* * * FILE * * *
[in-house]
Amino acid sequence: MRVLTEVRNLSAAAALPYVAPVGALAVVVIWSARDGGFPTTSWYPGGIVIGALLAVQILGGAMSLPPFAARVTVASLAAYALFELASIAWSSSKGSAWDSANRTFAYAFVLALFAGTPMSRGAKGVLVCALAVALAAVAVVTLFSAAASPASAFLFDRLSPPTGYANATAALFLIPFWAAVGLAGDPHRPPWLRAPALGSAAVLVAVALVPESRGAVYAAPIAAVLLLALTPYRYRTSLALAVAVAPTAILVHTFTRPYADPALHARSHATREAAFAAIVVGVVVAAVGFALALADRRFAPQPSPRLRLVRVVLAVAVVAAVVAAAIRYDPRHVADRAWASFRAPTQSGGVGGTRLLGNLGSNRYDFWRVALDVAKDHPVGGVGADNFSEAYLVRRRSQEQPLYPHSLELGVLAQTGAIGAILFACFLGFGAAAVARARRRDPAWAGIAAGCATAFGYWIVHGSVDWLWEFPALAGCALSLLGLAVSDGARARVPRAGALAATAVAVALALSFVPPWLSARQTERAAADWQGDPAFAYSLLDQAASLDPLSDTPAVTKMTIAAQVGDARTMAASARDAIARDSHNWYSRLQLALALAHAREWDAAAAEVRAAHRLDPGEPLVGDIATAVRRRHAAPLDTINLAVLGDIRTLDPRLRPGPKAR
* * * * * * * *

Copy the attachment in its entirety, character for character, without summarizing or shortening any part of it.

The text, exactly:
[in-house]
Amino acid sequence: MRVLTEVRNLSAAAALPYVAPVGALAVVVIWSARDGGFPTTSWYPGGIVIGALLAVQILGGAMSLPPFAARVTVASLAAYALFELASIAWSSSKGSAWDSANRTFAYAFVLALFAGTPMSRGAKGVLVCALAVALAAVAVVTLFSAAASPASAFLFDRLSPPTGYANATAALFLIPFWAAVGLAGDPHRPPWLRAPALGSAAVLVAVALVPESRGAVYAAPIAAVLLLALTPYRYRTSLALAVAVAPTAILVHTFTRPYADPALHARSHATREAAFAAIVVGVVVAAVGFALALADRRFAPQPSPRLRLVRVVLAVAVVAAVVAAAIRYDPRHVADRAWASFRAPTQSGGVGGTRLLGNLGSNRYDFWRVALDVAKDHPVGGVGADNFSEAYLVRRRSQEQPLYPHSLELGVLAQTGAIGAILFACFLGFGAAAVARARRRDPAWAGIAAGCATAFGYWIVHGSVDWLWEFPALAGCALSLLGLAVSDGARARVPRAGALAATAVAVALALSFVPPWLSARQTERAAADWQGDPAFAYSLLDQAASLDPLSDTPAVTKMTIAAQVGDARTMAASARDAIARDSHNWYSRLQLALALAHAREWDAAAAEVRAAHRLDPGEPLVGDIATAVRRRHAAPLDTINLAVLGDIRTLDPRLRPGPKAR